Creating a temporary stadium blueprint

Lost in all the owners’ meetings, MVP awards and other sports news was a little story out of Sacramento. It involves a stadium for a second-tier soccer team – that will be built in five months.

That’s right, five months. And it was only announced today. The stadium will have a capacity of 8,000 and be constructed on a parking lot at Cal Expo for the Sacramento Republic soccer club. The Republic is aiming to become a future expansion team in MLS. By building this 8,000-seat facility (nearly the size of Buck Shaw Stadium), the hope is that MLS will be impressed enough to grant the franchise’s “promotion”, leading to a deal for a larger MLS stadium in a few years. The neat trick to the deal is that the club is partnering with Cal Expo’s concessionaire to build the stadium, a potential win-win for both parties.

8,000-seat soccer-specific stadium at Cal Expo

8,000-seat soccer-specific stadium concept at Cal Expo

How could all of this come together in only five months? The stadium is considered temporary. When we envision stadium projects, we usually see the dark side of environmental review because these structures are meant to last for 30-40 years or longer. However, if you build a temporary facility, you can largely sidestep CEQA law. After all, the point of CEQA is to understand and mitigate against long-term environmental impacts, so if you can prove that your project won’t have a huge impact, you may be able to get a CEQA exception. One of those exceptions is for temporary or seasonal structures. They’re planning to put in the stadium, which will only be used 15-20 times per year during a 6-7 month window, and take it apart when the new stadium is ready. Project proponents can argue that there’s little impact since the stadium site is already a parking lot. Stretching the definition of temporary to nine years in this case is a little suspect, but there isn’t a hard and fast definition to use. Here’s what the law says:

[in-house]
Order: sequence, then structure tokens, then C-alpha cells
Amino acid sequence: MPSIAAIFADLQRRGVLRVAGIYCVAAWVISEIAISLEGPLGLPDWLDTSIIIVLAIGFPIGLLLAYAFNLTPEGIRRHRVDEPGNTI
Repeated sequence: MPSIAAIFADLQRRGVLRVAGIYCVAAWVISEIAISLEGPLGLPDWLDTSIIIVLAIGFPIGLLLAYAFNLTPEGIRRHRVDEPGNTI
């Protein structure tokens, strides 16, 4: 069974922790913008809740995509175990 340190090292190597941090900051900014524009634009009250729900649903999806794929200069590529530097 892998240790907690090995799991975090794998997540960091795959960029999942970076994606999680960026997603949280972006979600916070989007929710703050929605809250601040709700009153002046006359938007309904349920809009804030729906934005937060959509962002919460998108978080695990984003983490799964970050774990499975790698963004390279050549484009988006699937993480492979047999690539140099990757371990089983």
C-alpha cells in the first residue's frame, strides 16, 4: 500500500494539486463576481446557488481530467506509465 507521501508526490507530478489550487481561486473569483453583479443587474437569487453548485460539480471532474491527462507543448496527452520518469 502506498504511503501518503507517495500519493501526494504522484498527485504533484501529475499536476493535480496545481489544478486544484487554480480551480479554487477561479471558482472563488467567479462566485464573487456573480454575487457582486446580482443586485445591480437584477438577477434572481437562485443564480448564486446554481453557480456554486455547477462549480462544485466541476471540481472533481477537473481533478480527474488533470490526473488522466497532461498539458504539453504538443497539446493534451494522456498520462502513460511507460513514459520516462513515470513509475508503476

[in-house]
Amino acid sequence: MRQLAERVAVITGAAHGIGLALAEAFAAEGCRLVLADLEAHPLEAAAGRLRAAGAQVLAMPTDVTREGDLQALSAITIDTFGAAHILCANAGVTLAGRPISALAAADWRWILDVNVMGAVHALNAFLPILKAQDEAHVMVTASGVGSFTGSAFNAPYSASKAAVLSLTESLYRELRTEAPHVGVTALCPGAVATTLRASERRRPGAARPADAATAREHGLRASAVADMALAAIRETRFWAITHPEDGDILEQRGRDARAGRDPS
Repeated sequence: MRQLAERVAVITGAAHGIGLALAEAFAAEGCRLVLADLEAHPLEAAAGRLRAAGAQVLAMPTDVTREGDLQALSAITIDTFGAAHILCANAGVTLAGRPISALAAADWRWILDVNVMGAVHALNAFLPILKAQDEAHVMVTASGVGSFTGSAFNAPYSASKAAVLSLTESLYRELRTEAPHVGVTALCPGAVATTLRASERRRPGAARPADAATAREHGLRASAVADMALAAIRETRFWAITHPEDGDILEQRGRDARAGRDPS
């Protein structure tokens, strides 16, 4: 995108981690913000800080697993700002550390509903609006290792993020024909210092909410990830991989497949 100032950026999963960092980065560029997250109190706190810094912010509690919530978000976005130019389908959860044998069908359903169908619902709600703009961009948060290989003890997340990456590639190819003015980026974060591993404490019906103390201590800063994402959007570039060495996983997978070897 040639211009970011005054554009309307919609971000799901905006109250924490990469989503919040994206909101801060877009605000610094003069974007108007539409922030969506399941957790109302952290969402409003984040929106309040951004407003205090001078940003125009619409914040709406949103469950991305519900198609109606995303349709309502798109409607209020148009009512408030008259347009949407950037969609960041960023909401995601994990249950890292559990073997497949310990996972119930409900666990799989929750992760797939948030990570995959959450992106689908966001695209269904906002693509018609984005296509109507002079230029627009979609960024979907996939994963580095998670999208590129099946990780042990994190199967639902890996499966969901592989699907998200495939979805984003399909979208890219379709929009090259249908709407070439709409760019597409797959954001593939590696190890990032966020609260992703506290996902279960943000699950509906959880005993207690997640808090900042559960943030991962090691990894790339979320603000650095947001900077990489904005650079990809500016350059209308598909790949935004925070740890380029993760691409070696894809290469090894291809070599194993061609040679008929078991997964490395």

15304. Minor Alterations to Land

(e) Minor temporary use of land having negligible or no permanent effects on the environment, including carnivals, sales of Christmas trees, etc;

Similar exceptions are available for additions to existing structures, such as the musical chairs situation I described last month. It would involve temporary additions to Raley Field and San Jose Municipal Stadium. A tougher case could even be made for a larger, 20,000-seat ballpark in San Jose. Let’s say that there’s some currently undeveloped or underutilized but properly entitled land somewhere within San Jose city limits. It could be publicly or privately owned. If the A’s struck a deal with the landowner, they could get permitted to build a temporary ballpark on that land. Sites could include the Airport West site near the Earthquakes stadium (though we’ve seen the difficulty building there), the County Fairgrounds, or other privately owned land. There are even sites near downtown.

That said, we’re at a late enough stage that it’s practically impossible to pull off a temporary new ballpark in time for the 2014 season. Expanding Raley would make more sense in that timeframe. As transient the whole thing sounds, it’s definitely a path of relatively little bureaucratic resistance as long as you get willing partners. Since it wouldn’t involve public money, a referendum wouldn’t be required.

32 thoughts on “Creating a temporary stadium blueprint

  1. Actually, the City of Oakland had at one time one of the best blueprints for a temporary stadium. For four seasons, between the years 1962 thru 1965, Frank Youell Field was constructed and in operation specifically as a temporary home for the Oakland Raiders while the Coliseum was being built. It was located on what is now a parking lot for Laney College, and had a seating capacity of approximately 22,000. Although, most likely not feasible today, the site of the former temporary home of the Raiders could have been an ideal Oakland locale for a new A’s ballpark.

  2. Wouldn’t a temporary stadium in San Jose or retrofitting San Jose Muni still be infringing on Giants Territory?

  3. Robo, retrofitting Muni isn’t happening. Everyone needs to get that idea out of their head. The stadium doesn’t even meet CAL League standards anymore and in no way can be expanded to host MLB. There’s neither the stadium, nor surrounding infrastructure to do that.

    But a temp stadium could work, but as with the permanent Cisco Field the Giants territorial rights would have to be dealt with.

  4. The only retrofitting at SJ Muni will be so it’s not so bad for the Rivercats when they play there next year, amiright? 😉

    Speaking of, where are the negotiations for SJ Muni/Giants at right now? Aren’t they up at the end of the year too?

  5. 15304. Minor Alterations to Land